Increased Adipogenesis of Human Adipose-Derived Stem Cells on Polycaprolactone Fiber Matrices
Journal article, 2014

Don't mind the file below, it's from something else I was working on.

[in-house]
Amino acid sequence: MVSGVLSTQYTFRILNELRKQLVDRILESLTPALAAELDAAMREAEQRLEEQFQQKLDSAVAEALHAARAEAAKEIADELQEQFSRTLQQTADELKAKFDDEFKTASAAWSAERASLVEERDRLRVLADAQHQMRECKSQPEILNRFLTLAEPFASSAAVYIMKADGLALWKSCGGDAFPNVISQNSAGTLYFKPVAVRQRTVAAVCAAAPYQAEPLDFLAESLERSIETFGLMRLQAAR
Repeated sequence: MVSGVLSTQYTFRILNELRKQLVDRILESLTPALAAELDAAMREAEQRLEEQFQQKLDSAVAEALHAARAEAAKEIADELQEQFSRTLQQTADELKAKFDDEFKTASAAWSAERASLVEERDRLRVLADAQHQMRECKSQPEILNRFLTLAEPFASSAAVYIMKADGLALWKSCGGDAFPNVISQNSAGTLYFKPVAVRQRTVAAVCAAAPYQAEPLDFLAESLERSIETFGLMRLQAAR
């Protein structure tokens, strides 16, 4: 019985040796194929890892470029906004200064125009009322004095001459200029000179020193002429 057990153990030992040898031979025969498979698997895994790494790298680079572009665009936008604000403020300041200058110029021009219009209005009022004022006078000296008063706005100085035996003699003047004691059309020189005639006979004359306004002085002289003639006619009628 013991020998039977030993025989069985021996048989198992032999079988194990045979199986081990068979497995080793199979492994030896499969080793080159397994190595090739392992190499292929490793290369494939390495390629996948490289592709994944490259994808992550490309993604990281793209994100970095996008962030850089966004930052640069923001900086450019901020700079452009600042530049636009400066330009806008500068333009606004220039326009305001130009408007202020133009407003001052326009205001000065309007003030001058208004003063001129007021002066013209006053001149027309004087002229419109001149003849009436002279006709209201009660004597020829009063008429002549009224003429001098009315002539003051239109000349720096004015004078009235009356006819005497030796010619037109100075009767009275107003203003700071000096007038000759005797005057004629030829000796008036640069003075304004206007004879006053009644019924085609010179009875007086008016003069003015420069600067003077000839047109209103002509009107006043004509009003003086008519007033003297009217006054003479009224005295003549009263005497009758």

With accelerating rates of obesity and type 2 diabetes world-wide, interest in studying the adipocyte and adipose tissue is increasing. Human adipose derived stem cells differentiated to adipocytes in vitro - are frequently used as a model system for white adipocytes, as most of their pathways and functions resemble mature adipocytes in vivo. However, these cells are not completely like in vivo mature adipocytes. Hosting the cells in amore physiologically relevant environment compared to conventional two-dimensional cell culturing on plastic surfaces, can produce spatial cues that drive the cells towards a more mature state. We investigated the adipogenesis of adipose derived stem cells on electro spun polycaprolactone matrices and compared functionality to conventional two-dimensional cultures as well as to human primary mature adipocytes. To assess the degree of adipogenesis we measured cellular glucose-uptake and lipolysis and used a range of different methods to evaluate lipid accumulation. We compared the averaged results from a whole population with the single cell characteristics - studied by coherent anti-Stokes Raman scattering microscopy - to gain a comprehensive picture of the cell phenotypes. In adipose derived stem cells differentiated on a polycaprolactone-fiber matrix; an increased sensitivity in insulin-stimulated glucose uptake was detected when cells were grown on either aligned or random matrices. Furthermore, comparing differentiation of adipose derived stem cells on aligned polycaprolactone-fiber matrixes, to those differentiated in two-dimensional cultures showed, an increase in the cellular lipid accumulation, and hormone sensitive lipase content. In conclusion, we propose an adipocyte cell model created by differentiation of adipose derived stem cells on aligned polycaprolactone-fiber matrices which demonstrates increased maturity, compared to 2D cultured cells.